official and an agent in the Inspector
General's office. Steve Losey and Andy Medici
from the Federal Times will discuss the pay
debate and other issues affecing federal
September 5, 2012
Acting Director Jeff Zients wrote in a blog post today that agencies have met half of President Obama's goal to save $8 billion by the end of 2013.
Rafael Borras, the Homeland Security Department's undersecretary for management, said in an exclusive interview with Federal News Radio, improvements to back-office functions show how interdependent the agency has become over the last few years. DHS is managing its acquisition, financial management and human capital processes through a holistic approach.
Evan Lesser, founder and director of ClearanceJobs.com, talks about how the job market is changing for federal workers with high security clearances.
August 31, 2012
Civilian agencies may lose almost $40 billion dollars in top-line funding if sequestration goes into effect on Jan. 2, according to a new analysis by the Professional Services Council. Using fiscal 2012 as a baseline, PSC calculated civilian discretionary spending would decline by $39 billion and that individual agency budget would decline by 7.8 percent. More granular data are hard to come by until the Office of Management and Budget provides more details about specific about how the cuts will affect specific programs.
On this week's Bloomberg Government Capital
Impact show, analysts will discuss the GOP convention in Tampa, preparations for sequestration, and what caused the budget crisis.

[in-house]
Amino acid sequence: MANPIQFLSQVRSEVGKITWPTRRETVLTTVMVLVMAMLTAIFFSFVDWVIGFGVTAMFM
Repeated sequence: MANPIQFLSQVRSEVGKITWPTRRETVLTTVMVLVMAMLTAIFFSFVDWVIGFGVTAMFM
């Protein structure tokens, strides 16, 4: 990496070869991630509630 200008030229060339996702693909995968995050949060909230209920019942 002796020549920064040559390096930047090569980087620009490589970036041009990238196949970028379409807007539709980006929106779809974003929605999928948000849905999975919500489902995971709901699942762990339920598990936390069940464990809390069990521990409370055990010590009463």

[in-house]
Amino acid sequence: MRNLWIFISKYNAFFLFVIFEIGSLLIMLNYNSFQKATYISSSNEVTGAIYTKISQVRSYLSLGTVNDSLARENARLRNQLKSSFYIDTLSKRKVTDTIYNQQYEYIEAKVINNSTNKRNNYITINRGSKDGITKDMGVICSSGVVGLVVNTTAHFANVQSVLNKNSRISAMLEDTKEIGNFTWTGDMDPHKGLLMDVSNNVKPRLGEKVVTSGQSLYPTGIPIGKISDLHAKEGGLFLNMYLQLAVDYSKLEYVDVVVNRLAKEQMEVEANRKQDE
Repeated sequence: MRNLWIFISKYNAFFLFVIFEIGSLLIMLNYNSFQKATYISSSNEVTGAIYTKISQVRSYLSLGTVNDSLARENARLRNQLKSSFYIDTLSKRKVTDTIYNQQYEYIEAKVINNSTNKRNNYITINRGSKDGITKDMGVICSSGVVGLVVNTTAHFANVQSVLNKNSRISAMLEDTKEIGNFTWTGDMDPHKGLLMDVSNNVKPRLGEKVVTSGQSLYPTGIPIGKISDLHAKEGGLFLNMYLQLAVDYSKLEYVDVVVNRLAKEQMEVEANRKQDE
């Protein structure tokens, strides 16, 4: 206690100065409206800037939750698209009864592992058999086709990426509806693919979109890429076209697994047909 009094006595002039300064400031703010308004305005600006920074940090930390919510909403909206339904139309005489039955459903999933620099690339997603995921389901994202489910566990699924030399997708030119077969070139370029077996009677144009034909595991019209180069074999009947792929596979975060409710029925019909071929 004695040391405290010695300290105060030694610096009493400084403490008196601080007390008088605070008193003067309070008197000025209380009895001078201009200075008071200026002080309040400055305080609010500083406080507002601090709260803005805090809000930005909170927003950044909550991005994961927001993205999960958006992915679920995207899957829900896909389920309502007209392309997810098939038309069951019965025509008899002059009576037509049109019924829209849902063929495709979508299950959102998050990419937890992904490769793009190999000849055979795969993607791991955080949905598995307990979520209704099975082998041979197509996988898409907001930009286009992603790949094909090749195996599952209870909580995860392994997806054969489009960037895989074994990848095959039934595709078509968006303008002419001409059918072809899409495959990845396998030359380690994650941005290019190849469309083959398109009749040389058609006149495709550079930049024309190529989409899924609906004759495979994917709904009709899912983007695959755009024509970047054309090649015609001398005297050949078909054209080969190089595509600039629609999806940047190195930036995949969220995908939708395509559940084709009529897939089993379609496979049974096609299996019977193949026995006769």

August 30, 2012
The General Services Administration projects it will save $11 million from April to September from reforms to employee travel and agency conferences. Since April, GSA canceled 47 conferences.
To avoid lay-offs, this week the mail agency offered early retirements to more than 3,300 employees who will retire Dec. 31, 2012.
Rep. John Sarbanes (D-Md.), whose district in the Washington, D.C., suburbs is home to many federal employees, said he understands the frustration voiced by federal unions about a de facto extension of the federal pay freeze. Sarbanes said too often lawmakers used federal pay and benefits as a "piggybank" in deficit- reduction efforts.
Most of the Pentagon's contract spending wouldn't take an immediate hit from sequestration. Conversely, civilian employees would likely be laid-off or furloughed in the few days or weeks after the automatic budget cuts kick in, according to a Washington think tank's analysis of the convoluted laws that govern the automatic cuts
Jenny Mattingley hosts of roundtable discussion of legislation pending in Congress that affect federal workers.
August 24, 2012
Postal regulators agreed with a Postal Service plan to cut the window hours at 13,000 post offices. Operating hours will be cut to six, four or even two hours per weekday at these locations.
So, how does data center consolidation open doors for mission improvements? How does data center consolidation change the way you have to buy and manage mission critical systems? And how can agencies move money from operating and maintaining a data center to developing, modernizing and enhancing mission-critical systems?
A 15-minute training video that cost $52,000 to make joins the examples of excessive spending at two Veterans Affairs' conferences last year with a total pricetag of $5 million.